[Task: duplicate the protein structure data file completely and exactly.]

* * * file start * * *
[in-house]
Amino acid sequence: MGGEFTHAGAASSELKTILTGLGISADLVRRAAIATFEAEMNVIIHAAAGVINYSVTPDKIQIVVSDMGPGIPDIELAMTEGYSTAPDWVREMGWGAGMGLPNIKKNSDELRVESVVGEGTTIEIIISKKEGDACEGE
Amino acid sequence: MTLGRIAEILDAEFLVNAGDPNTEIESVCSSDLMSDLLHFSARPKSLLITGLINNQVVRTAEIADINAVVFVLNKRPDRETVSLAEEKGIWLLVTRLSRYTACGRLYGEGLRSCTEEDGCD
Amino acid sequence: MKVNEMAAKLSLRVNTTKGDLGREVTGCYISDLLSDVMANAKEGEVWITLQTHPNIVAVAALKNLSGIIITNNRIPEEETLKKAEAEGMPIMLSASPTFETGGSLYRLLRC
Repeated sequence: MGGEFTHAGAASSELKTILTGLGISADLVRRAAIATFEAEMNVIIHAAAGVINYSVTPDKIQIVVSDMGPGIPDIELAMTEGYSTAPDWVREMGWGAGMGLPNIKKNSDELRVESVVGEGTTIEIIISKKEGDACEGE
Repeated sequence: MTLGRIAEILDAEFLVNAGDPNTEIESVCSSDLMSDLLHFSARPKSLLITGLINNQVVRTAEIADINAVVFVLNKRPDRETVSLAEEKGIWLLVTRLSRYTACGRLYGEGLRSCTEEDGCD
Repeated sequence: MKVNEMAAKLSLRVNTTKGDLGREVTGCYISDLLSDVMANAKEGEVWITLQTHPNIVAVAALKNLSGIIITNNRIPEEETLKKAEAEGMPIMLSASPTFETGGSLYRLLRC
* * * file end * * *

[in-house]
Amino acid sequence: MGGEFTHAGAASSELKTILTGLGISADLVRRAAIATFEAEMNVIIHAAAGVINYSVTPDKIQIVVSDMGPGIPDIELAMTEGYSTAPDWVREMGWGAGMGLPNIKKNSDELRVESVVGEGTTIEIIISKKEGDACEGE
Amino acid sequence: MTLGRIAEILDAEFLVNAGDPNTEIESVCSSDLMSDLLHFSARPKSLLITGLINNQVVRTAEIADINAVVFVLNKRPDRETVSLAEEKGIWLLVTRLSRYTACGRLYGEGLRSCTEEDGCD
Amino acid sequence: MKVNEMAAKLSLRVNTTKGDLGREVTGCYISDLLSDVMANAKEGEVWITLQTHPNIVAVAALKNLSGIIITNNRIPEEETLKKAEAEGMPIMLSASPTFETGGSLYRLLRC
Repeated sequence: MGGEFTHAGAASSELKTILTGLGISADLVRRAAIATFEAEMNVIIHAAAGVINYSVTPDKIQIVVSDMGPGIPDIELAMTEGYSTAPDWVREMGWGAGMGLPNIKKNSDELRVESVVGEGTTIEIIISKKEGDACEGE
Repeated sequence: MTLGRIAEILDAEFLVNAGDPNTEIESVCSSDLMSDLLHFSARPKSLLITGLINNQVVRTAEIADINAVVFVLNKRPDRETVSLAEEKGIWLLVTRLSRYTACGRLYGEGLRSCTEEDGCD
Repeated sequence: MKVNEMAAKLSLRVNTTKGDLGREVTGCYISDLLSDVMANAKEGEVWITLQTHPNIVAVAALKNLSGIIITNNRIPEEETLKKAEAEGMPIMLSASPTFETGGSLYRLLRC